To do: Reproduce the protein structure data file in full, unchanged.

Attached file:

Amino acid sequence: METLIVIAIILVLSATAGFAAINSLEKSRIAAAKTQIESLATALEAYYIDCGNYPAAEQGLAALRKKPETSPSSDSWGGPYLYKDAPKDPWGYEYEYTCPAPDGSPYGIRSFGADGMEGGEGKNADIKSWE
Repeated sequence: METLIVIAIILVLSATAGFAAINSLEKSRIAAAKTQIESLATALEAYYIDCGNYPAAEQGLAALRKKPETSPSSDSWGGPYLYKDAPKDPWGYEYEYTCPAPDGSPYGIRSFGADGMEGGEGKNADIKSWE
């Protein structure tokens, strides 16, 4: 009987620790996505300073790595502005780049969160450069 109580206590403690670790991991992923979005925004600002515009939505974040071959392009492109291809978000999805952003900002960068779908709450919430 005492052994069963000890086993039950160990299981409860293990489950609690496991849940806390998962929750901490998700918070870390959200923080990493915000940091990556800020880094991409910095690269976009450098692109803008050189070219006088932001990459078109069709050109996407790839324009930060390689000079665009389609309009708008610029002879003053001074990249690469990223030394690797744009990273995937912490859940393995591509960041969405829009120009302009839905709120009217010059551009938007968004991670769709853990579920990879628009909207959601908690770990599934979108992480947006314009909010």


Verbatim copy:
Amino acid sequence: METLIVIAIILVLSATAGFAAINSLEKSRIAAAKTQIESLATALEAYYIDCGNYPAAEQGLAALRKKPETSPSSDSWGGPYLYKDAPKDPWGYEYEYTCPAPDGSPYGIRSFGADGMEGGEGKNADIKSWE
Repeated sequence: METLIVIAIILVLSATAGFAAINSLEKSRIAAAKTQIESLATALEAYYIDCGNYPAAEQGLAALRKKPETSPSSDSWGGPYLYKDAPKDPWGYEYEYTCPAPDGSPYGIRSFGADGMEGGEGKNADIKSWE
């Protein structure tokens, strides 16, 4: 009987620790996505300073790595502005780049969160450069 109580206590403690670790991991992923979005925004600002515009939505974040071959392009492109291809978000999805952003900002960068779908709450919430 005492052994069963000890086993039950160990299981409860293990489950609690496991849940806390998962929750901490998700918070870390959200923080990493915000940091990556800020880094991409910095690269976009450098692109803008050189070219006088932001990459078109069709050109996407790839324009930060390689000079665009389609309009708008610029002879003053001074990249690469990223030394690797744009990273995937912490859940393995591509960041969405829009120009302009839905709120009217010059551009938007968004991670769709853990579920990879628009909207959601908690770990599934979108992480947006314009909010």